Anti-immigration protest in Germany
Participants hold a banner during a demonstration called by the anti-immigration group Pegida, a German abbreviation for ''Patriotic Europeans Against the Islamization of the West,'' in Dresden Dec. 22, 2014. Reuters/Hannibal Hanschke

Tens of thousands of people attended a massive rally against racism and xenophobia in the German city of Dresden Saturday, after recent anti-immigration demonstrations in Europe. “We won’t permit that hate will divide us,” Dresden Mayor Helma Orosz told some 35,000 people in front of the 18th-century Frauenkirche, according to Reuters.

A new grassroots movement, the Patriotic Europeans Against the Islamization of the West, or Pegida, has flooded Dresden with weekly protests. The movement, warning that Germany is being swarmed by Muslims, drew a record 18,000 people at a demonstration in the eastern German city last Monday. German Chancellor Angela Merkel has condemned the demonstrations and said the Pegida organizers have “hatred in their hearts,” Reuters reported.

A recent survey found that 57 percent of non-Muslim Germans said they feel threatened by Islam, Reuters reported. The survey also found that one in four non-Muslim Germans want to ban the immigration of Muslims: There are about 4 million living among Germany’s 82 million residents. The greatest levels of fear were recorded in regions such as the eastern state of Saxony, which is home to the Dresden protests but few Muslims.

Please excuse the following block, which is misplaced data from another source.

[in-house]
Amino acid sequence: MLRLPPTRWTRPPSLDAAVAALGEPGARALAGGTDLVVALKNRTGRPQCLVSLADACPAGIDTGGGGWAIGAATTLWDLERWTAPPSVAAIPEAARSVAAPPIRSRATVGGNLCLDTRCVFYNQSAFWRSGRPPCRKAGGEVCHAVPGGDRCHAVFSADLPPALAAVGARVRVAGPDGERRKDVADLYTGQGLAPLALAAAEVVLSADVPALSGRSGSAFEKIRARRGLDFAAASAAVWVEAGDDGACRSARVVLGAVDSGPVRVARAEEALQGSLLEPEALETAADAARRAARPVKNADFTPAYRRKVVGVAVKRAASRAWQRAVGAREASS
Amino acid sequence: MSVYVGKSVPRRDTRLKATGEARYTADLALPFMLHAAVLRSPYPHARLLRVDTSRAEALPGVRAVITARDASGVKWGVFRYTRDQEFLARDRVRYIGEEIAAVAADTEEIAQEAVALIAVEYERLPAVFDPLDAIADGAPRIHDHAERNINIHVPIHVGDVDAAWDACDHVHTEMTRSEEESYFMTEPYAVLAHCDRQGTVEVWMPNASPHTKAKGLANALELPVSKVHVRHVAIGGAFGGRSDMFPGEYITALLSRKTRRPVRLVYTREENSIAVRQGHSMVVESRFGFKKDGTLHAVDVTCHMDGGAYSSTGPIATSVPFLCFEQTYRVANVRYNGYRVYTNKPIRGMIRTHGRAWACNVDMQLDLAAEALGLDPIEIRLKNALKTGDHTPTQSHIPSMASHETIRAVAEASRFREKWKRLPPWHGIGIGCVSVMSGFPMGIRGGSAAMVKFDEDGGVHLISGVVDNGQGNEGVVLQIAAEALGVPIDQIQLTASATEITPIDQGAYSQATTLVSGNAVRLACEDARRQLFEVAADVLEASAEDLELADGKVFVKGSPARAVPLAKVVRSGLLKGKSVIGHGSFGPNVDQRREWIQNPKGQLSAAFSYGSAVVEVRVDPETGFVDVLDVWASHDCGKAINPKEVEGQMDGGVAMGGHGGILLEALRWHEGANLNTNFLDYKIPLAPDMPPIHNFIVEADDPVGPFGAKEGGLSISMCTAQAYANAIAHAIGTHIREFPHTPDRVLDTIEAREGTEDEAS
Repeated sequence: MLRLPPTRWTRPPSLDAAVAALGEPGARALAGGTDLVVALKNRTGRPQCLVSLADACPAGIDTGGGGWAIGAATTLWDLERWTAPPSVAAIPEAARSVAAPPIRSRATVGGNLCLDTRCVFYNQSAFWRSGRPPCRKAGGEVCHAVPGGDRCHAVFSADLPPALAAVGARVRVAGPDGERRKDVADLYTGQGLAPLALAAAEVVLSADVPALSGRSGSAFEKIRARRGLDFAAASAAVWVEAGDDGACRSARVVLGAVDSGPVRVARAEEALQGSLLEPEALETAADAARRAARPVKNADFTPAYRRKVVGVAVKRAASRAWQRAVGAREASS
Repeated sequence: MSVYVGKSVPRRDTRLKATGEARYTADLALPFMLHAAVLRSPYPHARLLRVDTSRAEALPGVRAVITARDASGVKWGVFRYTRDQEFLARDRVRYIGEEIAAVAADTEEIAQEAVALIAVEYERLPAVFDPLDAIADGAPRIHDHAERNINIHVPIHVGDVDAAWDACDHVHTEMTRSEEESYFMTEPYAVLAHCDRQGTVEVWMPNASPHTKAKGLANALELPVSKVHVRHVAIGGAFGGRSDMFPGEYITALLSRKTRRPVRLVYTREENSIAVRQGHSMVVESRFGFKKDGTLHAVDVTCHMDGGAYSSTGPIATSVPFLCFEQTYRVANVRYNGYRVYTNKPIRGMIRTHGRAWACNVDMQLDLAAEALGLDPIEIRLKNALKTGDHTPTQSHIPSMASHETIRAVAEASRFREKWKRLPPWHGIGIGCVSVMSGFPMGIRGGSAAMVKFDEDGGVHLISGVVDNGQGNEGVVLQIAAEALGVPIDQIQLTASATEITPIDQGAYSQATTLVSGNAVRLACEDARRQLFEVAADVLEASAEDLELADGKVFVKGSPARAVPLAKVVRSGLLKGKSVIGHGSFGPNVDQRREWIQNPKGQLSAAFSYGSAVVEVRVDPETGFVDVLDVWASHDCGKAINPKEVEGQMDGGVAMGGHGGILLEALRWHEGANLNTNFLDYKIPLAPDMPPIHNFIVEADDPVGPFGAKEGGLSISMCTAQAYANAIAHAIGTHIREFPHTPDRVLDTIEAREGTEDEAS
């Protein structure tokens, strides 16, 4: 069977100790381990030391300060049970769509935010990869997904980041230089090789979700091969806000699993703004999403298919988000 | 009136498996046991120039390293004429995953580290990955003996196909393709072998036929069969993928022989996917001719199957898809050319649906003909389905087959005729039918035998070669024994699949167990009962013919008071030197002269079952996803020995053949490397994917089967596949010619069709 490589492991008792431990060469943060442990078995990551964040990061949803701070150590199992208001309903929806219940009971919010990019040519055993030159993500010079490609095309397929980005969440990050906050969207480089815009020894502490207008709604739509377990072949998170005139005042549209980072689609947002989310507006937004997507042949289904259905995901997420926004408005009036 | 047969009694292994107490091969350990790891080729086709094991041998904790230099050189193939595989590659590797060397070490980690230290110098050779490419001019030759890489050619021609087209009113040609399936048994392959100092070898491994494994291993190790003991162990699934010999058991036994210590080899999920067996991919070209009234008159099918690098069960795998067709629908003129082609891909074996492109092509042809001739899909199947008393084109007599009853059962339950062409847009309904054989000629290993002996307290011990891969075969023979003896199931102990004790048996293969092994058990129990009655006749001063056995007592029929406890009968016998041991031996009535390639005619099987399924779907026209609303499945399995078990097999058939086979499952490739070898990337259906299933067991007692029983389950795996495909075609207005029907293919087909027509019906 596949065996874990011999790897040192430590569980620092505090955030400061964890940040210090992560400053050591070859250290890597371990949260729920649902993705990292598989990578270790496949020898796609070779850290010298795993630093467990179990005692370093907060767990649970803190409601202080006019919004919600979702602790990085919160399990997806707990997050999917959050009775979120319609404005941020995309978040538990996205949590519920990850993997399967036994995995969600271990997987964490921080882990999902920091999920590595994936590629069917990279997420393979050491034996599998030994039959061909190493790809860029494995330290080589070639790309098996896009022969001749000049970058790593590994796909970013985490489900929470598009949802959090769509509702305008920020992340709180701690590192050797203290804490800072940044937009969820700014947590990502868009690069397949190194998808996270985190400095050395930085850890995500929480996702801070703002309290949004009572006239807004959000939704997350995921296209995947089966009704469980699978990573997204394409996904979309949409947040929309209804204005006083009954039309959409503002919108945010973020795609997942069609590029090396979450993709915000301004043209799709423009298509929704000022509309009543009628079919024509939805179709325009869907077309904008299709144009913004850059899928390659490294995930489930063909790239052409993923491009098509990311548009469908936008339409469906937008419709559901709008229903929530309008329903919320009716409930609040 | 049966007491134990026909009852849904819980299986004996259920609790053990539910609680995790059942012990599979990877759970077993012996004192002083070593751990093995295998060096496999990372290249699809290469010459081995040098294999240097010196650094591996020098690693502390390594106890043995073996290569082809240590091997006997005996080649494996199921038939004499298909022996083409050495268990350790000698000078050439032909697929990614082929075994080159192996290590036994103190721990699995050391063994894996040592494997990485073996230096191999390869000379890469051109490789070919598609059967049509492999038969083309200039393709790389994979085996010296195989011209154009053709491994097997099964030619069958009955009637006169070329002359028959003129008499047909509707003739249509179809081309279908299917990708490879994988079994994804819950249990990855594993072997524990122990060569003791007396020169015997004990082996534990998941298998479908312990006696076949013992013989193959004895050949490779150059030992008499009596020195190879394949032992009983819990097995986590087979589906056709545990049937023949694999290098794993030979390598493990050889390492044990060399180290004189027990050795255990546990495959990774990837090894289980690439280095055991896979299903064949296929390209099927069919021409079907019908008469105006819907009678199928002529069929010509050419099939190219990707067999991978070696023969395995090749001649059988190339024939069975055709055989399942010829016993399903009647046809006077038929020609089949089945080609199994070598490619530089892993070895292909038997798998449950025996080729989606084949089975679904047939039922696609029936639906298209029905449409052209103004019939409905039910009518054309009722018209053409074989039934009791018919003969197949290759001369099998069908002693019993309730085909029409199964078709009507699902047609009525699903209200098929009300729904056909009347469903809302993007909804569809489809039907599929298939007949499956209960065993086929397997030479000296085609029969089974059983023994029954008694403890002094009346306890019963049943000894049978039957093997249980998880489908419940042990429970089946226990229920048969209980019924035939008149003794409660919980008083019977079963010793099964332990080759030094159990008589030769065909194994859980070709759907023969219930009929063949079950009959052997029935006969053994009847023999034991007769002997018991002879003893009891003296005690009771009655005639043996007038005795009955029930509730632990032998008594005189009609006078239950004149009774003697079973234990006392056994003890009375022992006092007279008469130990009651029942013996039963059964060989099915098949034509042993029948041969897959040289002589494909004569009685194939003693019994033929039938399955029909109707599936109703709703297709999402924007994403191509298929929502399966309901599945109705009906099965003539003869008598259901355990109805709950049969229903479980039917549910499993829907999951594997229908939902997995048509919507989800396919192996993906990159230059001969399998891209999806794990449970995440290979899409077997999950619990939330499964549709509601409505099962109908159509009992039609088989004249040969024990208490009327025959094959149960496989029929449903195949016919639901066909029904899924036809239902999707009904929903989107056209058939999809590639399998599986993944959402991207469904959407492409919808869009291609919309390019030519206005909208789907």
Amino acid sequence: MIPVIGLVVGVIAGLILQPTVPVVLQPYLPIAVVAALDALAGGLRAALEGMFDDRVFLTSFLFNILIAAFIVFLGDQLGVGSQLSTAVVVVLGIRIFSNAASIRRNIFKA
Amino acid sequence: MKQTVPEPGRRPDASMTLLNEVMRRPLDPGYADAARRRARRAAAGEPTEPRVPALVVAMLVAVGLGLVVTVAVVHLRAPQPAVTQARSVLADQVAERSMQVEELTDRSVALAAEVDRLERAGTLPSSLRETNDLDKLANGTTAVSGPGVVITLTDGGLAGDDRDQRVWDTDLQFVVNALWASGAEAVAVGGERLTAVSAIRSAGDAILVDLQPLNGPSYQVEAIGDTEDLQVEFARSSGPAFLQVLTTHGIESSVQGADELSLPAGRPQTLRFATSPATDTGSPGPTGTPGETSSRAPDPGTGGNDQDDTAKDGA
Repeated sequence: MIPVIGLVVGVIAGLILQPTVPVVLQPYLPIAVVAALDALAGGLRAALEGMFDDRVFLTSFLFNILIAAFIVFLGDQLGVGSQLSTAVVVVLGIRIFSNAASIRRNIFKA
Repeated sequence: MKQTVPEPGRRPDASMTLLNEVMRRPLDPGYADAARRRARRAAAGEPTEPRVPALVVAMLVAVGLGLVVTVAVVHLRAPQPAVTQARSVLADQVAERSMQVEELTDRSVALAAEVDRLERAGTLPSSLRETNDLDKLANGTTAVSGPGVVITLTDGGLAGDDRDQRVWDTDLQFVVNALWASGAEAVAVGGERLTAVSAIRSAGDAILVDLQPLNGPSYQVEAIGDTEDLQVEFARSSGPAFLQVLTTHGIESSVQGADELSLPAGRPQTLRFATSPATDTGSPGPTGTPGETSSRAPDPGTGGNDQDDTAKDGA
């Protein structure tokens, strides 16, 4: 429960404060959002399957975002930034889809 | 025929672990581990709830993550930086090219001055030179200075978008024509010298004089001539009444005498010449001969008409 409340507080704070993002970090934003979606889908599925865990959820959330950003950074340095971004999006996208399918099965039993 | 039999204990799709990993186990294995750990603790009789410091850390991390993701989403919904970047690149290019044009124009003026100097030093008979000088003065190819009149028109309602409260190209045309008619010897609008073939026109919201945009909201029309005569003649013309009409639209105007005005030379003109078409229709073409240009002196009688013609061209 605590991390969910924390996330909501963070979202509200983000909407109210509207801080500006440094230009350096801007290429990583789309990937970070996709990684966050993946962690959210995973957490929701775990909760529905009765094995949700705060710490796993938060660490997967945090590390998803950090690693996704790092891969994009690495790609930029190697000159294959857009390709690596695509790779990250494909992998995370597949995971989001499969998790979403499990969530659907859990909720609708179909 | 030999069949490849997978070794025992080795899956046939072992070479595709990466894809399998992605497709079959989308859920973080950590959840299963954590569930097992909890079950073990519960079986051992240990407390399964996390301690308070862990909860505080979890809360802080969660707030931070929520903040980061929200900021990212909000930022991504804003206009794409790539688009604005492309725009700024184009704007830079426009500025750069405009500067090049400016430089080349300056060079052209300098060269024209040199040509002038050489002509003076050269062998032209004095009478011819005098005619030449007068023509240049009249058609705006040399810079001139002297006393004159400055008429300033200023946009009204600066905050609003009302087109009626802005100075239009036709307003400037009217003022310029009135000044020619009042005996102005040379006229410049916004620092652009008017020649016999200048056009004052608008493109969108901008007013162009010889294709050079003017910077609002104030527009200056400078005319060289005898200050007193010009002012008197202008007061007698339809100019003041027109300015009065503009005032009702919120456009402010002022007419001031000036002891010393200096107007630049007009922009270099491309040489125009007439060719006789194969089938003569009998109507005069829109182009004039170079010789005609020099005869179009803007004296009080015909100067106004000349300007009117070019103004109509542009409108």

“That 57 percent reject Islam is something we need to think about indeed,” Aydan Oezoguz, Germany’s federal commissioner for migration, refugees and integration, told Reuters. “The most decisive finding for me is that the aversion is greatest where the fewest Muslims live -- a phenomenon that we’re seeing in the Pegida demonstrations.”

The survey, issued by Emnid pollsters for the Bertelsmann Foundation think tank, questioned 937 people and was conducted in late November, before the attack by jihadist gunmen on a satirical newspaper in Paris Wednesday.

The terror attack on the office of Charlie Hebdo has fueled demonstrations in France and countries around the world. Most of the rallies have been in mourning of the 10 journalists killed by the gunmen, who reportedly had connections to al Qaeda in Yemen. About 700,000 people marched in the streets of France Saturday in support of the journalists, plus seven others who were killed during the three-day-long manhunt for the jihadist gunmen, French Interior Minister Bernard Cazeneuve told Agence France-Press.

But Merkel expressed concern that the attack could escalate the anti-Muslim rallies in Europe and provoke a culture war. “We have made clear that the events in France, this barbaric terrorist act, are a challenge for all of us, for the values that we advocate, to fight for them," Merkel said after a party meeting of her Christian Democrats in Hamburg Saturday, according to Reuters.